Wednesday, 18 January 2017

What I learned about America and the Americans

I’m home again! I wasn’t completely over the jetlag I had there so I’m even more tired. But that’s okay. It was all worth it. I had an amazing time, met wonderful woman and man and all of them had wonderful views for the future. (That was one of my hypotheses, the homework.) I had good conversations with everyone and got to know the culture much better. That was part of the trip. So here I’m going to list some things I learned about America and the Americans. 

Do you know to which pixel you should look? I don't, but Ben and Emily were Margit and mine host family on sunday
I do understand why Americans hate tax so much. In our country, when we buy something, tax is calculated in the price. We know it’s there but it’s not visible. When something costs €4,- it is €4,-. In America when something is €4,- I think, oh nice, just 4 dollars and then I want to pay and then it turns out that it’s more money because I get tax on it. They fake you with a cheap prices and then you get the tax. That made me hate the tax too. Because it was visible. For us, here it’s not. Which is easier shopping and less anger while shopping!! ;)

Also, American students are wonderful creatures. Everybody I talked to was hard working and not lazy. They wanted to get the best grades they could. They did more than they had to do. And did lots of other stuff besides their study to get extra credits or just so they could prepare better for the future. They are helping with so much extra school stuff.
We don’t have that. We have to study and we’re happy when we pass a test. No matter what grade we get. Passed is passed. The grade doesn’t matter. We think like this: when we pass a test higher than a 6, then we did too much work. Over there only an A or B is good. Here is a 6 okay and if you get higher grades you're showing off. I wish I was more like Americans at this point. (I immediatly make  a promise to myself to work harder and not being so lazy.)

Making a snow angel at Meijer Gardens
The other thing I learned is how nice they are. Americans are people that immediately are your best friends and they are so polite. In a restaurant, we messed up the money. So we first sent her away telling her we were fine when she offered her help, then we weren’t fine and we did need her help.(Because paying a bill is sooo difficult -.-) So we had to ask for her help we just declined 10 seconds ago. And she was so nice. It was no problem, she was happy she could help us. I mean, if we do this in The Netherlands the waitress would have been VERY annoyed. Also, I was 15 or 20 minutes late for an interview. I was still working on the other interviews and time got ahead of me. And he was acting like it was no problem I wasted his time... I was so late and I hate being late and I apologized and he was okay with it. He didn’t show any annoyance by my lateness. Americans just don't show they are annoyed with you.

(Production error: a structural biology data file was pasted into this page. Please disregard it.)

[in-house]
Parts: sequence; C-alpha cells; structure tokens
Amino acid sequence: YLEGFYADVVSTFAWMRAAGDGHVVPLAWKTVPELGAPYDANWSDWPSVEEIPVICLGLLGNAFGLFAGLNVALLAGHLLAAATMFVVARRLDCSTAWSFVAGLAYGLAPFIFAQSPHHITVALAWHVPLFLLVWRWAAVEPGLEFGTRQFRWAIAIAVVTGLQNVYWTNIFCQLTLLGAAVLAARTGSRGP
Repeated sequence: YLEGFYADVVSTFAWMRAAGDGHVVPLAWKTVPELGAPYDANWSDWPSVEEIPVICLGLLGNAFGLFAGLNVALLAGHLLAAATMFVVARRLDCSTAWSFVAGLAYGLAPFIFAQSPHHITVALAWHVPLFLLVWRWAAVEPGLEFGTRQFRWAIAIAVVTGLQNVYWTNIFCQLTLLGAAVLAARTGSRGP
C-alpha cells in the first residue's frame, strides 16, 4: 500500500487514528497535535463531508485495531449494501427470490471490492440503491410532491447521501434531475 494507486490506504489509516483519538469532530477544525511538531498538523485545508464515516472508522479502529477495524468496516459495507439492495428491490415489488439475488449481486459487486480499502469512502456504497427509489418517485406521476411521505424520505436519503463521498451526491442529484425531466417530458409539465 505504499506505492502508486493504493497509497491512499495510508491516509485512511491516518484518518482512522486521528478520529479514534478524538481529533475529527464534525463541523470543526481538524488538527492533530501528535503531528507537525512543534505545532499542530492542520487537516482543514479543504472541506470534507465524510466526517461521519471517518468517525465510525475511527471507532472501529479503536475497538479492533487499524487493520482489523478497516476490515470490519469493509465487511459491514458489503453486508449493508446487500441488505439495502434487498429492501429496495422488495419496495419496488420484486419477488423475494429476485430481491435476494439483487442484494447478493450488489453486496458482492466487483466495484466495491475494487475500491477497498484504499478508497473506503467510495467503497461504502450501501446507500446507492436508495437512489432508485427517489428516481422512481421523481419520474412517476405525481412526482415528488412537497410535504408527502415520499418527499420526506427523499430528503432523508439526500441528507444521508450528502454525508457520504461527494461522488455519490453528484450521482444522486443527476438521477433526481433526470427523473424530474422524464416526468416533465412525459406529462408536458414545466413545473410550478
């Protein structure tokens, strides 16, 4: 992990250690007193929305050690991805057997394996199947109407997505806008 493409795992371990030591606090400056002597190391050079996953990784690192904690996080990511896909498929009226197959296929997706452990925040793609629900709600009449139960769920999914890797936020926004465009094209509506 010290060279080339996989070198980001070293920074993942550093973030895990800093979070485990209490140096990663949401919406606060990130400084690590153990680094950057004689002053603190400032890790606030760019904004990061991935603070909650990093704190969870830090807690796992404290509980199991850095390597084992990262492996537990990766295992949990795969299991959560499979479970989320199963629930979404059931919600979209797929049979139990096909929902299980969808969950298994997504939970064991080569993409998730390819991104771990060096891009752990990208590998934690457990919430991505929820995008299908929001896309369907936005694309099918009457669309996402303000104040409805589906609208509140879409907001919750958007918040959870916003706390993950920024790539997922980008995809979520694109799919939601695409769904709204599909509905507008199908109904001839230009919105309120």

And the language. When we sometimes lost the words, they were waiting patiently when we were discussing in Dutch what word we were looking for. They just stood there hearing us blabbing Dutch to each other and then hearing us describing words to them when nobody knew the word. And they just we’re ALL so nice and understanding. Even when we messed up words and stuff like that.

Sharon, me, Anna
I’ve learned much more but I’m not going to write it all down. That would be pretty boring I guess. But I learned about politics, the American Dream, school pressure and I learned to understand a little bit better that you own weapons to protect yourself and for hunting. I've talked to lots of people about it because it was part of my homework, so I heard different opinions about it and it really helped me understanding. It’s just a big difference between cultures. But I do understand it a little better now.

Sanne, me, Jessie, Margreeth
And there was one special American, my roomie Anna. Anna shared her room with me and Sharon which was very kind of her. And we had a lovely time together. The painting with a personal story special written for me was so kind of her to give!! And even though we were gone often on trips to gardens, museums, business stuff, radio stations or whatever we were visiting she was always very kind and helpfu as soon as we got home. I had dinner with her and friends and we went to a cute little coffee shop in Grand Rapids which I never would have found on my own. It's fun to see some local stuff instead of all the big high lights of a city. Thanks Anna!!
  Also, Jessie, if you read this: Thank you so much for the bracelet with cute letter. Thank you both for being such loving and kind people. I’m glad I had the chance to get to know you both. And of course everyone else I’ve talked to and had lots of fun with. I love you with my whole heart and hope we’ll ever meet again. How unlikely it may seem right now!

Xx Rianne

Ps: I haven’t been blogging as much as I hoped to do in America. I thought I would be blogging every day. But every day was full of tours, visits and lovely Americans to become friends with. So every free minute I spent with my new friends! (Or I did homework, there was lots to do) No time for blogging. So I’m going to make it up by still writing posts. In one post will be two days just like the first four days. Because I promised to blog about the days. So I have to do it one way or another.
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